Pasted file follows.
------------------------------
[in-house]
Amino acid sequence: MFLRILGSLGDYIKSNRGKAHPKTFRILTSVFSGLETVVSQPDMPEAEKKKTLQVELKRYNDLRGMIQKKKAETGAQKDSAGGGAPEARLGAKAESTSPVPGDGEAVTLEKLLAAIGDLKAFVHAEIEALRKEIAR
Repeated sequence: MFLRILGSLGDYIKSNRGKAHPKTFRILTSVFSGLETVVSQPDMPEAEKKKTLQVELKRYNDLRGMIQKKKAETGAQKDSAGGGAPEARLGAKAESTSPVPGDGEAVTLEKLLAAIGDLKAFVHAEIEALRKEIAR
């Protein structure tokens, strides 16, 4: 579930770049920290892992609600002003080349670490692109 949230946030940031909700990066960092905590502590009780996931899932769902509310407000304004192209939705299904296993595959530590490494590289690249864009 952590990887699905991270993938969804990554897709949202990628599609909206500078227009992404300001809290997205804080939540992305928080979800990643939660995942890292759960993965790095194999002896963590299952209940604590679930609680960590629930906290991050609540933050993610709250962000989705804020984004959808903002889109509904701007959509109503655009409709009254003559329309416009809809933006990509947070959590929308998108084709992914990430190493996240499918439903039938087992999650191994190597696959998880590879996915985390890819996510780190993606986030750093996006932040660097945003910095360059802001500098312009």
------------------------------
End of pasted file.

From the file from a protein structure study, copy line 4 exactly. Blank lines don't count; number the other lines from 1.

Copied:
């Protein structure tokens, strides 16, 4: 579930770049920290892992609600002003080349670490692109 949230946030940031909700990066960092905590502590009780996931899932769902509310407000304004192209939705299904296993595959530590490494590289690249864009 952590990887699905991270993938969804990554897709949202990628599609909206500078227009992404300001809290997205804080939540992305928080979800990643939660995942890292759960993965790095194999002896963590299952209940604590679930609680960590629930906290991050609540933050993610709250962000989705804020984004959808903002889109509904701007959509109503655009409709009254003559329309416009809809933006990509947070959590929308998108084709992914990430190493996240499918439903039938087992999650191994190597696959998880590879996915985390890819996510780190993606986030750093996006932040660097945003910095360059802001500098312009």